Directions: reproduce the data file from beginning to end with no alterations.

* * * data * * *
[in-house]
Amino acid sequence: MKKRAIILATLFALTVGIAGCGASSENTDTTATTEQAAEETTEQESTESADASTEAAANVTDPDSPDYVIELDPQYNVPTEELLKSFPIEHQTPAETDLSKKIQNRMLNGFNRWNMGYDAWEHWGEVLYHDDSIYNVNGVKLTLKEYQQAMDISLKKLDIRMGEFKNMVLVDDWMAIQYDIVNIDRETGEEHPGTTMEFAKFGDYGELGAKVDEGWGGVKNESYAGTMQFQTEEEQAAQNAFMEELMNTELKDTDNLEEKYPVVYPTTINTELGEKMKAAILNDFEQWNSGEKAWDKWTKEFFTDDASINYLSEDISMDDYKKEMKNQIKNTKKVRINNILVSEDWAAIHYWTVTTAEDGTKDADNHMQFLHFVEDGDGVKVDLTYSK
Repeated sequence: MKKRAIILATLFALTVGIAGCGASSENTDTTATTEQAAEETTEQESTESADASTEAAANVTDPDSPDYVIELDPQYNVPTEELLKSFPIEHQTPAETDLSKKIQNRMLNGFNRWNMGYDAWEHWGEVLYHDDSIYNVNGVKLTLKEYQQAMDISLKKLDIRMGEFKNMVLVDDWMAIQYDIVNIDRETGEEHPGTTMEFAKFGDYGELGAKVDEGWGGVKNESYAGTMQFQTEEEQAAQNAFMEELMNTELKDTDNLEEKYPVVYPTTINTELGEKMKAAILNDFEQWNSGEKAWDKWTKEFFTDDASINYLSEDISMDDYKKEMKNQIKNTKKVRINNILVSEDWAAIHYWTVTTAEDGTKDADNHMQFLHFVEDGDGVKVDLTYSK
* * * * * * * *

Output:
[in-house]
Amino acid sequence: MKKRAIILATLFALTVGIAGCGASSENTDTTATTEQAAEETTEQESTESADASTEAAANVTDPDSPDYVIELDPQYNVPTEELLKSFPIEHQTPAETDLSKKIQNRMLNGFNRWNMGYDAWEHWGEVLYHDDSIYNVNGVKLTLKEYQQAMDISLKKLDIRMGEFKNMVLVDDWMAIQYDIVNIDRETGEEHPGTTMEFAKFGDYGELGAKVDEGWGGVKNESYAGTMQFQTEEEQAAQNAFMEELMNTELKDTDNLEEKYPVVYPTTINTELGEKMKAAILNDFEQWNSGEKAWDKWTKEFFTDDASINYLSEDISMDDYKKEMKNQIKNTKKVRINNILVSEDWAAIHYWTVTTAEDGTKDADNHMQFLHFVEDGDGVKVDLTYSK
Repeated sequence: MKKRAIILATLFALTVGIAGCGASSENTDTTATTEQAAEETTEQESTESADASTEAAANVTDPDSPDYVIELDPQYNVPTEELLKSFPIEHQTPAETDLSKKIQNRMLNGFNRWNMGYDAWEHWGEVLYHDDSIYNVNGVKLTLKEYQQAMDISLKKLDIRMGEFKNMVLVDDWMAIQYDIVNIDRETGEEHPGTTMEFAKFGDYGELGAKVDEGWGGVKNESYAGTMQFQTEEEQAAQNAFMEELMNTELKDTDNLEEKYPVVYPTTINTELGEKMKAAILNDFEQWNSGEKAWDKWTKEFFTDDASINYLSEDISMDDYKKEMKNQIKNTKKVRINNILVSEDWAAIHYWTVTTAEDGTKDADNHMQFLHFVEDGDGVKVDLTYSK